Prime Minister May's chief of staff Gavin Barwell is also under fire for sitting on a report on the tower's fire safety.  The wealthy Conservative-held Kensington and Chelsea Council, where the Grenfell Tower is located, is being raked over the coals for the poisonous mix of incompetence, indifference, and inaction.  Mr. O'Sullivan reports that unbelievably, "Desperately needed offers of help, such as emergency accommodation for victims, were apparently turned down by down a council that has long been the target of of complaints overs its apparent lack of concern for poorer residents."    Emergency housing has been left to loosely organized local volunteer relief efforts.  In the meantime, the agonizingly slow drip of actual confirmed casualties has been considered by many as an effort to muffle public outrage.  This anger came to a head on Friday when locals gathered outside Kensington Town Hall, some actually forced their in, to protest the council's alleged evasions and contempt over Grenfell.

The Queen's Speech to Parliament 2013

 Although London and Manchester have been rocked hard in recent months, the large, dark cloud of crisis and tension has spread across the country.  Mr. O'Sullivan reports, "May's Conservatives unexpectedly failed to gain a majority in the June 8 election, forcing it to seek an electoral partner to prop up a minority government.  It's only choice was Northern Ireland's Democratic Unionist Party, a Protestant fundamentalist grouping with a history of paramilitary association and values that are completely out of step with modern Britain..."  This political partnership is so tenuous that PM May has put off Queen's Speech, which traditionally opens a new government and, in an effort to mitigate the risks of a future vote of no-confidence, cancelled next year's speech as well.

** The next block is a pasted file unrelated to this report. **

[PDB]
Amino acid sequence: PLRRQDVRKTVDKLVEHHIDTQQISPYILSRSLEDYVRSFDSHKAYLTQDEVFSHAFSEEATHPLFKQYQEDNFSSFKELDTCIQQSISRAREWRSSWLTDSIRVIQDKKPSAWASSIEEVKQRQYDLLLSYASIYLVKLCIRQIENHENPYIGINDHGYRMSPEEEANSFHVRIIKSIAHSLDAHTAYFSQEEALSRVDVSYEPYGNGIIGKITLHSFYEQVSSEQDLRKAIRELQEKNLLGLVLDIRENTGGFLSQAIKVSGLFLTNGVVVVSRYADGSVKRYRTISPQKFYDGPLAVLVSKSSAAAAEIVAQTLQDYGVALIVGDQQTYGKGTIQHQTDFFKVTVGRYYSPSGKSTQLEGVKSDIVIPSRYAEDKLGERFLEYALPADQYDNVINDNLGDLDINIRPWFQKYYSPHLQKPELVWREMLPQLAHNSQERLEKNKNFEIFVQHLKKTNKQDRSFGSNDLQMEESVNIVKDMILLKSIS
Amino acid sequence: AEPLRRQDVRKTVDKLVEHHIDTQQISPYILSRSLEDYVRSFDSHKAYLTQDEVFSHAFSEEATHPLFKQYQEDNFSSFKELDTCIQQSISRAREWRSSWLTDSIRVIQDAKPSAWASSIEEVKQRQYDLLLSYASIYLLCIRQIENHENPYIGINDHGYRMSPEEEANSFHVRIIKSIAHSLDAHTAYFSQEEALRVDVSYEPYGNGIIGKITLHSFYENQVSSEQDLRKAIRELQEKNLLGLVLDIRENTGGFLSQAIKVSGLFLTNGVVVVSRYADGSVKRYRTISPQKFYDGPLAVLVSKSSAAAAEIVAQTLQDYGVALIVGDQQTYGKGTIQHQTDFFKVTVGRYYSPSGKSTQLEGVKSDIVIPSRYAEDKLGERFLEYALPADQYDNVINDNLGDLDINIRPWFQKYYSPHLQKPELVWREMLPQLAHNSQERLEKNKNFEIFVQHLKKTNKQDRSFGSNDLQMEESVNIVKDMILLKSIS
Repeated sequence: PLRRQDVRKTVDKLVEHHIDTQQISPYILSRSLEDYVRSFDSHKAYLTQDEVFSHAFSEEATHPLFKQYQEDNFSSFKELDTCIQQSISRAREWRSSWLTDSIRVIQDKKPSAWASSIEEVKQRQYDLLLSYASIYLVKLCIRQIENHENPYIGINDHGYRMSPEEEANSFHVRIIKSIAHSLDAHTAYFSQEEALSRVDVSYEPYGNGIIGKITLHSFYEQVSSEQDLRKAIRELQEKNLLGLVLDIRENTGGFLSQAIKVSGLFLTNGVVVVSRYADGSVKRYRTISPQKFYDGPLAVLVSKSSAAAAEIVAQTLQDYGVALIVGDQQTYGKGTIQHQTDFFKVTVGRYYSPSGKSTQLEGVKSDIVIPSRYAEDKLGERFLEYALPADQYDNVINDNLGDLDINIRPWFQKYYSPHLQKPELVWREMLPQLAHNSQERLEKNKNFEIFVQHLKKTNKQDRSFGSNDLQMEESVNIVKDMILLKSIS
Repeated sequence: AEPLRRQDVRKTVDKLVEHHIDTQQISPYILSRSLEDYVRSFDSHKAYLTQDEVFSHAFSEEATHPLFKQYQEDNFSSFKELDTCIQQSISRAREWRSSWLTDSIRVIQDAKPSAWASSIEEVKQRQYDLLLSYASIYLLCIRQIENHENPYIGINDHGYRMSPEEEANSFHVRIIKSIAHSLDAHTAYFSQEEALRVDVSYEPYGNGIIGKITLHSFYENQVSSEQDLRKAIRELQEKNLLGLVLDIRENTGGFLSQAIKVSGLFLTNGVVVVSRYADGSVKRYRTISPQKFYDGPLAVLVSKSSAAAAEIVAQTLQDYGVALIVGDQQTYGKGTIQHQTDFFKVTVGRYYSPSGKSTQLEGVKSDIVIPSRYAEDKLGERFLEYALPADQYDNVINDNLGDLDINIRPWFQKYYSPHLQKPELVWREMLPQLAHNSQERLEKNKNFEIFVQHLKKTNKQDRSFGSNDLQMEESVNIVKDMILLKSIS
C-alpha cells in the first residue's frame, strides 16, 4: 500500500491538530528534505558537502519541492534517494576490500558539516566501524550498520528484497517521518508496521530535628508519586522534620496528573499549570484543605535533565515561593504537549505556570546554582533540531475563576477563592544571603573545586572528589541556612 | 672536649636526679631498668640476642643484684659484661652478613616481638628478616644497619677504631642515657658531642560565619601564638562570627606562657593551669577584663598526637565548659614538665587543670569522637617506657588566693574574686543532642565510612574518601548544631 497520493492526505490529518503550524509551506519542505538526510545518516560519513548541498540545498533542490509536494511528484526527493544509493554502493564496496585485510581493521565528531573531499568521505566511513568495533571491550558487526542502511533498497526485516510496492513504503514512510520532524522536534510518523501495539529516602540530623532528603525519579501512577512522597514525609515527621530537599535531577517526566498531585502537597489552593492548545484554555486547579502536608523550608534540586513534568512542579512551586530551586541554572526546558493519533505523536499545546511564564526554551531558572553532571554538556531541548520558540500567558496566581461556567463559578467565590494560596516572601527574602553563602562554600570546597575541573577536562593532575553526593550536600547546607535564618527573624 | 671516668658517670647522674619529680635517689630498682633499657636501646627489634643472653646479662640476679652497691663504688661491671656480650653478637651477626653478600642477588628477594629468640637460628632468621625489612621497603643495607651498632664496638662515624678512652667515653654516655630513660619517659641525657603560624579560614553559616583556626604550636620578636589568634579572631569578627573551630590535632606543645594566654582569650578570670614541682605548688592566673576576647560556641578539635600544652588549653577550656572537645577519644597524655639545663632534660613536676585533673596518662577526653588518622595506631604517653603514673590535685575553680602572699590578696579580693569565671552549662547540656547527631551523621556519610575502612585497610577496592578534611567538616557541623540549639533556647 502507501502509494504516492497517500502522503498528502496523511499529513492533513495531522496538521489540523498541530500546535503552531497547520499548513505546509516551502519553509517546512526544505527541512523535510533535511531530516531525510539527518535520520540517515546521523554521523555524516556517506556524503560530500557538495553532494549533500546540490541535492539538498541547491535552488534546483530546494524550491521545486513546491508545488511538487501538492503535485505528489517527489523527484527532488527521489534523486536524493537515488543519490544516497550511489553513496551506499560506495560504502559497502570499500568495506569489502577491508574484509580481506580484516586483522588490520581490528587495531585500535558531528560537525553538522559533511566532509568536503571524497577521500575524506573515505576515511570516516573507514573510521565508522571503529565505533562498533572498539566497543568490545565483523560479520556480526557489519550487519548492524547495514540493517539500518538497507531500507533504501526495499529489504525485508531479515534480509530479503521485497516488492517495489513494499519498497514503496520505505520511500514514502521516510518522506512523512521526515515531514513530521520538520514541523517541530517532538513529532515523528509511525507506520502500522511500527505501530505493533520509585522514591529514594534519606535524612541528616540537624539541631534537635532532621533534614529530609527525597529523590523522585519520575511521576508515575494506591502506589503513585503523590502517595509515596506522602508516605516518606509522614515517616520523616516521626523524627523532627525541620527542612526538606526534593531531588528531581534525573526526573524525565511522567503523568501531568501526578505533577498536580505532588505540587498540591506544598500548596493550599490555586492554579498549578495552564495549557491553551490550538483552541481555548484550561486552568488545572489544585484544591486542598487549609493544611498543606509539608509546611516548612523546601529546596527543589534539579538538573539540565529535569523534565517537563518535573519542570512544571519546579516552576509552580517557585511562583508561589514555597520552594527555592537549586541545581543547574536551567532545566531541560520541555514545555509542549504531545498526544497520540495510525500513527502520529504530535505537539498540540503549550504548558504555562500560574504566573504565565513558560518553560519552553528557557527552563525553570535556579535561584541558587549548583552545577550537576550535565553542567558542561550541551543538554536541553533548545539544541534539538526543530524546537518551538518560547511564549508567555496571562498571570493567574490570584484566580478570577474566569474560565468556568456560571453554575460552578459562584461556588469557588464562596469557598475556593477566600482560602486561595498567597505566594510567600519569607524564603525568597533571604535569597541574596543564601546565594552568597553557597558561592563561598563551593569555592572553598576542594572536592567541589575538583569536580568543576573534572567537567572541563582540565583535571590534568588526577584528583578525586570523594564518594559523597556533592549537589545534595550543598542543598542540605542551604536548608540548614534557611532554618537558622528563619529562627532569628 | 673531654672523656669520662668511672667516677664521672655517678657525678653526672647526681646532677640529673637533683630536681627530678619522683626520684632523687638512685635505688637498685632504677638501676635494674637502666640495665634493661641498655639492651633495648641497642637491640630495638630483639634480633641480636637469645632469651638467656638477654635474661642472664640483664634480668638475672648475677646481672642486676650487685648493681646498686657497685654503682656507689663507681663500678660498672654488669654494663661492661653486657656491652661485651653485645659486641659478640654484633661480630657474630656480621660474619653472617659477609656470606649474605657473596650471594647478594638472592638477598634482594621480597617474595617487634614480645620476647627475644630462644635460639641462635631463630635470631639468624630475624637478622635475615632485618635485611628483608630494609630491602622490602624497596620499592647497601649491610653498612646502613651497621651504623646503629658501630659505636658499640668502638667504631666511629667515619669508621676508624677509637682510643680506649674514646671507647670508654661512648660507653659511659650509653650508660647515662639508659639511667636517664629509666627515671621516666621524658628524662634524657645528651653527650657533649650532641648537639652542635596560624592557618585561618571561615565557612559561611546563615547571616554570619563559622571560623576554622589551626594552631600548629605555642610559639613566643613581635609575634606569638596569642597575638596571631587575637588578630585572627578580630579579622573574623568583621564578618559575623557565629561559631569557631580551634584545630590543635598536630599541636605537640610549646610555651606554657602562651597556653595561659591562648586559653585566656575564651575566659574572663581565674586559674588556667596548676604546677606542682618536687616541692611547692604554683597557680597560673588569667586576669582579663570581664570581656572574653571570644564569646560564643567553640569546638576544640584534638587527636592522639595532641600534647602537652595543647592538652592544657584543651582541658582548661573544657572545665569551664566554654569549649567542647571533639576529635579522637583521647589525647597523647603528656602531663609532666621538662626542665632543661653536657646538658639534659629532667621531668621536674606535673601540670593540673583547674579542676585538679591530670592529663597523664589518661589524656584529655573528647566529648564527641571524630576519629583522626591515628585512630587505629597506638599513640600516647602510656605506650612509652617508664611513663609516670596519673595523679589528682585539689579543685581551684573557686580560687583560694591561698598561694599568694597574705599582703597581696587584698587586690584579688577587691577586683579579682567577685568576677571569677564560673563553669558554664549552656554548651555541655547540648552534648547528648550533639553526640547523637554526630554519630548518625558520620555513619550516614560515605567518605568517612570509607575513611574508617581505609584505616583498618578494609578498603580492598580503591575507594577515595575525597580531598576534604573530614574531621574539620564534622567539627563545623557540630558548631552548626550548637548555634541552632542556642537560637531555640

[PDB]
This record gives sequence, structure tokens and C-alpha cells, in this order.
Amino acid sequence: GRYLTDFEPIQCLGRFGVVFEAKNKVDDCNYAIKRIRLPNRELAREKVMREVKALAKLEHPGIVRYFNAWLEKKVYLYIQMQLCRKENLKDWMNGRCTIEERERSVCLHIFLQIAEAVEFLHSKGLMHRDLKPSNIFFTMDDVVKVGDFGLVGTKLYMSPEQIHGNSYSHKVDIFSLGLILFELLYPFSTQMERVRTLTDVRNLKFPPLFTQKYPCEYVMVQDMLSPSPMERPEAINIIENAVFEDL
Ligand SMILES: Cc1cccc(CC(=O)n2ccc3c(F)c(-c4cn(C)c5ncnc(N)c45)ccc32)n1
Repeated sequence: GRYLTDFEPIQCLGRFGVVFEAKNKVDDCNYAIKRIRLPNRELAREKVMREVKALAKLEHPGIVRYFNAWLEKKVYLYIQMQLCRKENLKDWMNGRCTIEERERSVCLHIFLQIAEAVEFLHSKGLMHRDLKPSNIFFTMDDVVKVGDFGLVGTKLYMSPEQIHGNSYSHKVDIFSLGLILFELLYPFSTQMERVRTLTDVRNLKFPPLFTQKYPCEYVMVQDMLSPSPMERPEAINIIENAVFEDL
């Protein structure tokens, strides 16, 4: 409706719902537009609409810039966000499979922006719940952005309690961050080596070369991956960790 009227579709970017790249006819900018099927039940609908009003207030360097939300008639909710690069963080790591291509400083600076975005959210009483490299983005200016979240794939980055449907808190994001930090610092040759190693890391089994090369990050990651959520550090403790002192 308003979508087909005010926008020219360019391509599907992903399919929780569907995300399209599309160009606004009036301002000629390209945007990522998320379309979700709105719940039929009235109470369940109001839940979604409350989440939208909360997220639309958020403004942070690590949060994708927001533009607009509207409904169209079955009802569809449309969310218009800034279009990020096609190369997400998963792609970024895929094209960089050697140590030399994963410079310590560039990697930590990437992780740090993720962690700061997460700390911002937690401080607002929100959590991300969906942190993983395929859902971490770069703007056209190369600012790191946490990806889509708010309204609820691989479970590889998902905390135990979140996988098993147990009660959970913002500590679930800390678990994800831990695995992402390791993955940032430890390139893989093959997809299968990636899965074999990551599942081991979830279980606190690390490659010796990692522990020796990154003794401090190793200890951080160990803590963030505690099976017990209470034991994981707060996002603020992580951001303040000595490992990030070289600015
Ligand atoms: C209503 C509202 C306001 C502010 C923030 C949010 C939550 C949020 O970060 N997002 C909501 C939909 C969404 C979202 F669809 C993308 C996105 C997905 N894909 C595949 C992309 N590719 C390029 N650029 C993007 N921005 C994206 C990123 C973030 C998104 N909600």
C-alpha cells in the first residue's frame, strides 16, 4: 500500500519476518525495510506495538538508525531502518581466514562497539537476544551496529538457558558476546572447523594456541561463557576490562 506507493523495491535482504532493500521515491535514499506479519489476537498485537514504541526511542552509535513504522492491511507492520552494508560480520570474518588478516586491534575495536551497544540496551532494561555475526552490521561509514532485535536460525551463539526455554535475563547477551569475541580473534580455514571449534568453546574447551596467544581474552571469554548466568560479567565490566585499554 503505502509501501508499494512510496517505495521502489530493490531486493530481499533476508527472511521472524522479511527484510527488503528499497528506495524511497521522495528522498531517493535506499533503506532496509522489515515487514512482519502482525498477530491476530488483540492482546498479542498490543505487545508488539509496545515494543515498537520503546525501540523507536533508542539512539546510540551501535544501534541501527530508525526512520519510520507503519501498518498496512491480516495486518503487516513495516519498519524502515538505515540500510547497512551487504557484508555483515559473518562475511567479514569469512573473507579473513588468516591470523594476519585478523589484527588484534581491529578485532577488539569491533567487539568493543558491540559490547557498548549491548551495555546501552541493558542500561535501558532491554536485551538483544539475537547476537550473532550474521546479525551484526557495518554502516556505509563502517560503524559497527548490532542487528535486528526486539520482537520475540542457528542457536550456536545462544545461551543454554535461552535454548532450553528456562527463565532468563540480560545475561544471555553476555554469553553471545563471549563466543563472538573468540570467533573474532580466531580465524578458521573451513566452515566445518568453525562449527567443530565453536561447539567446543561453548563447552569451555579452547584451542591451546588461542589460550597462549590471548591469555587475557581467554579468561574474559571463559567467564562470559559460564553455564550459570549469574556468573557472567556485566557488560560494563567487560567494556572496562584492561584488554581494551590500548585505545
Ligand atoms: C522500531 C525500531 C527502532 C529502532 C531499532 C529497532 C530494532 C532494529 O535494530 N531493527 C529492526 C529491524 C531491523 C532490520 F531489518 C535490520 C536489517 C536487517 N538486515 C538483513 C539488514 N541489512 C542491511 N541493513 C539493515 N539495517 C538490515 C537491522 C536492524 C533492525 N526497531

Adding more kindle to the fire is Brexit.  Today is the first day of negotiations for Great Britain's divorce from the European Union.  PM May's government hoped to present itself as a secure and stable force with solid mandate from the British voters.  A year after vote, a strong and stable government with a rock-solid mandate from the British voters is hardly the case.  In fact, the opposite is more accurate.

One of the many things yours truly loves about Britons is their ability to find a silver lining amid the gloom.  Feargus O'Sullivan reports, "Kensington's newly elected MP suggests that the Grenfell Fire is tentatively starting closer relations between the rich and poor of Kensington."  If you go http://www.independent.co.uk, you can watch a short video of an Anglican bishop, an imam, and a rabbi-communities with congregations in Finsbury Park-join together in a show of solidarity.  Something that reminds the world that no matter what happens, no matter how hard the United Kingdom is hit, the people will ultimately get up and work together to cope with the shocks.

One question that comes to Blogger's mind and probably the minds of many Americans, is can a rapid succession of terrorist attacks and a disastrous fire happen in a major American city happen in the near or distant future?  Hard to say.  Americans, like their British cousins, have a wonderful sense of community.  When faced with adversity, we can work together to heal.  However, in this politically high voltage time, it feels like our differences make that that sense community hard to come by.  Even worse, the powers-that-be, enabled by their media outlets like to exploit those differences.  However, yours truly firmly believes that underneath it all we are all Americans, regardless of the circumstance of our birth.

Do you just hate when this happens?
Finally, the British being British, have found a way to laugh in the face of all these blows.  When the New York Times headline blared London was "reeling," it got people laughing in disbelief, "given that actual mood in the city was  a defiant flippancy that Londoners default in a crisis."  It also provoked a hilarious twit storm with hashtag #ThingsThatLeaveBritainReeling.  A lesson for us all.  London is still reeling, everything even humor has its limits.  Is there more in the future?